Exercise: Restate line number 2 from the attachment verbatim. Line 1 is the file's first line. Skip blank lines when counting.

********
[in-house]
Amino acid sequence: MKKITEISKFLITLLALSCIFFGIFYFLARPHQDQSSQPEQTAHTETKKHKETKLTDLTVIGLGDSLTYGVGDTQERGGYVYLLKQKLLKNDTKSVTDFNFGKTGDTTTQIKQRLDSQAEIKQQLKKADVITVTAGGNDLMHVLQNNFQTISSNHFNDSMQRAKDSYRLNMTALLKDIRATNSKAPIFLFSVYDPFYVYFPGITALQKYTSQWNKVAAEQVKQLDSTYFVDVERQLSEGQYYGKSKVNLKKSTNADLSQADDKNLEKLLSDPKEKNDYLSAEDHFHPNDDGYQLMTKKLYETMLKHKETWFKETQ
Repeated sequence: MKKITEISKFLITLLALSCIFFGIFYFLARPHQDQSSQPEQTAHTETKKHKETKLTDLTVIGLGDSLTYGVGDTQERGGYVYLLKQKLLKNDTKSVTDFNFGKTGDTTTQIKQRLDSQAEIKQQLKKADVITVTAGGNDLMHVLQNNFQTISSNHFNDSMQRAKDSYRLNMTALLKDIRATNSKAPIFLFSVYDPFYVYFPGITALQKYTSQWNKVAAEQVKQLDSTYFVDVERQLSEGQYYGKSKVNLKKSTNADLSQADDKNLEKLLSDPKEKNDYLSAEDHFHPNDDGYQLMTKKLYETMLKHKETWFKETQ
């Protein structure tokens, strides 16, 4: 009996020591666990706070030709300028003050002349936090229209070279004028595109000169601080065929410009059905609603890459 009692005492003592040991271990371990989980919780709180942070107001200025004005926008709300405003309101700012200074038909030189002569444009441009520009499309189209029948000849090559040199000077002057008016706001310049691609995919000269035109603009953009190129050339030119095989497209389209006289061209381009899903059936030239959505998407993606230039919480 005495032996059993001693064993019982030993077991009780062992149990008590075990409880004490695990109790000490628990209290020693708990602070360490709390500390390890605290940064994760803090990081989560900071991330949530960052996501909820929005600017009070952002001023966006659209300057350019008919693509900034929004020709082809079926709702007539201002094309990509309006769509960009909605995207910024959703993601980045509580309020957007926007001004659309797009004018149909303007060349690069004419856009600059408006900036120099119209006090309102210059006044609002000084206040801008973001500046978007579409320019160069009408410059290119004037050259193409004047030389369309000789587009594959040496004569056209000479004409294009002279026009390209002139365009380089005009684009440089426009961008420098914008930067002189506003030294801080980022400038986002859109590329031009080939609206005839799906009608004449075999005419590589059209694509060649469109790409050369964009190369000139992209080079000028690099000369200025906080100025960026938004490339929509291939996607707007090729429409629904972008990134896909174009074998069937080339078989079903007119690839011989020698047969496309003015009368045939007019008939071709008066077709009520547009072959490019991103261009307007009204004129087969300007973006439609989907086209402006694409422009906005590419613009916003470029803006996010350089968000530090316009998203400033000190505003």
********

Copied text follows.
Amino acid sequence: MKKITEISKFLITLLALSCIFFGIFYFLARPHQDQSSQPEQTAHTETKKHKETKLTDLTVIGLGDSLTYGVGDTQERGGYVYLLKQKLLKNDTKSVTDFNFGKTGDTTTQIKQRLDSQAEIKQQLKKADVITVTAGGNDLMHVLQNNFQTISSNHFNDSMQRAKDSYRLNMTALLKDIRATNSKAPIFLFSVYDPFYVYFPGITALQKYTSQWNKVAAEQVKQLDSTYFVDVERQLSEGQYYGKSKVNLKKSTNADLSQADDKNLEKLLSDPKEKNDYLSAEDHFHPNDDGYQLMTKKLYETMLKHKETWFKETQ